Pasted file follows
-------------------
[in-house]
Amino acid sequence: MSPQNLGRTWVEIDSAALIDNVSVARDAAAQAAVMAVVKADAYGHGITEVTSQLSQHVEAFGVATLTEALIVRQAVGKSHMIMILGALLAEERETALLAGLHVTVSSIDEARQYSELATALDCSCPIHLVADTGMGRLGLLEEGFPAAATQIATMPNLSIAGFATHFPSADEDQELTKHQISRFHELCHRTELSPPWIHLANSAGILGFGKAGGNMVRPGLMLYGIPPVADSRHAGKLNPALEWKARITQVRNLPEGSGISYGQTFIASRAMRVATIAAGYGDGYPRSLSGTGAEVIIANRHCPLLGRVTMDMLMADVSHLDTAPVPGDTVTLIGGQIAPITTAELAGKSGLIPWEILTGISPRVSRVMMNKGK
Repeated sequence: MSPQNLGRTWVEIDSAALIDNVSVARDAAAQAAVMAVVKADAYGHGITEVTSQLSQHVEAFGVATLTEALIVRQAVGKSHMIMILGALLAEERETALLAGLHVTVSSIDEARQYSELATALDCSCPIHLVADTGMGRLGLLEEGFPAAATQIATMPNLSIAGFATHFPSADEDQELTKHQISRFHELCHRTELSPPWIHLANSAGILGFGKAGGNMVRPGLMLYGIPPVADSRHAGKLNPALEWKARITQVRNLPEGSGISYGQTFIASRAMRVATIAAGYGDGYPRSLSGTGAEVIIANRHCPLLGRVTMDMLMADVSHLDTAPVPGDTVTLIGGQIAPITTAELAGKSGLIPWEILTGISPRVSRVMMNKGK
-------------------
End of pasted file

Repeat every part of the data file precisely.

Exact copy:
[in-house]
Amino acid sequence: MSPQNLGRTWVEIDSAALIDNVSVARDAAAQAAVMAVVKADAYGHGITEVTSQLSQHVEAFGVATLTEALIVRQAVGKSHMIMILGALLAEERETALLAGLHVTVSSIDEARQYSELATALDCSCPIHLVADTGMGRLGLLEEGFPAAATQIATMPNLSIAGFATHFPSADEDQELTKHQISRFHELCHRTELSPPWIHLANSAGILGFGKAGGNMVRPGLMLYGIPPVADSRHAGKLNPALEWKARITQVRNLPEGSGISYGQTFIASRAMRVATIAAGYGDGYPRSLSGTGAEVIIANRHCPLLGRVTMDMLMADVSHLDTAPVPGDTVTLIGGQIAPITTAELAGKSGLIPWEILTGISPRVSRVMMNKGK
Repeated sequence: MSPQNLGRTWVEIDSAALIDNVSVARDAAAQAAVMAVVKADAYGHGITEVTSQLSQHVEAFGVATLTEALIVRQAVGKSHMIMILGALLAEERETALLAGLHVTVSSIDEARQYSELATALDCSCPIHLVADTGMGRLGLLEEGFPAAATQIATMPNLSIAGFATHFPSADEDQELTKHQISRFHELCHRTELSPPWIHLANSAGILGFGKAGGNMVRPGLMLYGIPPVADSRHAGKLNPALEWKARITQVRNLPEGSGISYGQTFIASRAMRVATIAAGYGDGYPRSLSGTGAEVIIANRHCPLLGRVTMDMLMADVSHLDTAPVPGDTVTLIGGQIAPITTAELAGKSGLIPWEILTGISPRVSRVMMNKGK